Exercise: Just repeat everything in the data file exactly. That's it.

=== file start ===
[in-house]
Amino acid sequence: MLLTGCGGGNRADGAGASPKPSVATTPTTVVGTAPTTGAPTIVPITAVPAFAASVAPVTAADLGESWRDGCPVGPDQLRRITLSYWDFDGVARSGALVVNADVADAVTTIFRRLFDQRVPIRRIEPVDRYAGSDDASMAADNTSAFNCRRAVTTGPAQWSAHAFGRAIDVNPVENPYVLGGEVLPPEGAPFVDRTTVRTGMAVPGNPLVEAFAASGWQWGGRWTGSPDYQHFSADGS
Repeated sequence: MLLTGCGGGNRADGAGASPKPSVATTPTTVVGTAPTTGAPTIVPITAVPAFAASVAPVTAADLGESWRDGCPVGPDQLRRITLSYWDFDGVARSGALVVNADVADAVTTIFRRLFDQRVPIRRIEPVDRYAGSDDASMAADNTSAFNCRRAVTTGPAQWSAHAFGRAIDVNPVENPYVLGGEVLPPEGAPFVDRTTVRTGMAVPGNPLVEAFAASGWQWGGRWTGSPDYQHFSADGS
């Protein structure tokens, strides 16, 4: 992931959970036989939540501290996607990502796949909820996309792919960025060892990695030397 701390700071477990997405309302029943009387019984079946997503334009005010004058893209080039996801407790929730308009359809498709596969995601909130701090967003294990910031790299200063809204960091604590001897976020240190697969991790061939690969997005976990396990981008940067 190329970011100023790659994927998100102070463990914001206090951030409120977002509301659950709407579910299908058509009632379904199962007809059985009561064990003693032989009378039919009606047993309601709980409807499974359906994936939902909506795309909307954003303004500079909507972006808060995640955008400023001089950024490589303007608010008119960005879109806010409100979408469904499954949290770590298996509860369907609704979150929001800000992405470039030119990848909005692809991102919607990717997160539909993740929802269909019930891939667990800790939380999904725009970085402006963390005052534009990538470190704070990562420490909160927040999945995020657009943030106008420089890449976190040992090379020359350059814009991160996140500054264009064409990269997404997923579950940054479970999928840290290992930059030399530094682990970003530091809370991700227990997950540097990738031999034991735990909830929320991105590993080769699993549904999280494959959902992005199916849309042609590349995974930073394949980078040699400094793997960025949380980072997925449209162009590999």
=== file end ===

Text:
[in-house]
Amino acid sequence: MLLTGCGGGNRADGAGASPKPSVATTPTTVVGTAPTTGAPTIVPITAVPAFAASVAPVTAADLGESWRDGCPVGPDQLRRITLSYWDFDGVARSGALVVNADVADAVTTIFRRLFDQRVPIRRIEPVDRYAGSDDASMAADNTSAFNCRRAVTTGPAQWSAHAFGRAIDVNPVENPYVLGGEVLPPEGAPFVDRTTVRTGMAVPGNPLVEAFAASGWQWGGRWTGSPDYQHFSADGS
Repeated sequence: MLLTGCGGGNRADGAGASPKPSVATTPTTVVGTAPTTGAPTIVPITAVPAFAASVAPVTAADLGESWRDGCPVGPDQLRRITLSYWDFDGVARSGALVVNADVADAVTTIFRRLFDQRVPIRRIEPVDRYAGSDDASMAADNTSAFNCRRAVTTGPAQWSAHAFGRAIDVNPVENPYVLGGEVLPPEGAPFVDRTTVRTGMAVPGNPLVEAFAASGWQWGGRWTGSPDYQHFSADGS
């Protein structure tokens, strides 16, 4: 992931959970036989939540501290996607990502796949909820996309792919960025060892990695030397 701390700071477990997405309302029943009387019984079946997503334009005010004058893209080039996801407790929730308009359809498709596969995601909130701090967003294990910031790299200063809204960091604590001897976020240190697969991790061939690969997005976990396990981008940067 190329970011100023790659994927998100102070463990914001206090951030409120977002509301659950709407579910299908058509009632379904199962007809059985009561064990003693032989009378039919009606047993309601709980409807499974359906994936939902909506795309909307954003303004500079909507972006808060995640955008400023001089950024490589303007608010008119960005879109806010409100979408469904499954949290770590298996509860369907609704979150929001800000992405470039030119990848909005692809991102919607990717997160539909993740929802269909019930891939667990800790939380999904725009970085402006963390005052534009990538470190704070990562420490909160927040999945995020657009943030106008420089890449976190040992090379020359350059814009991160996140500054264009064409990269997404997923579950940054479970999928840290290992930059030399530094682990970003530091809370991700227990997950540097990738031999034991735990909830929320991105590993080769699993549904999280494959959902992005199916849309042609590349995974930073394949980078040699400094793997960025949380980072997925449209162009590999």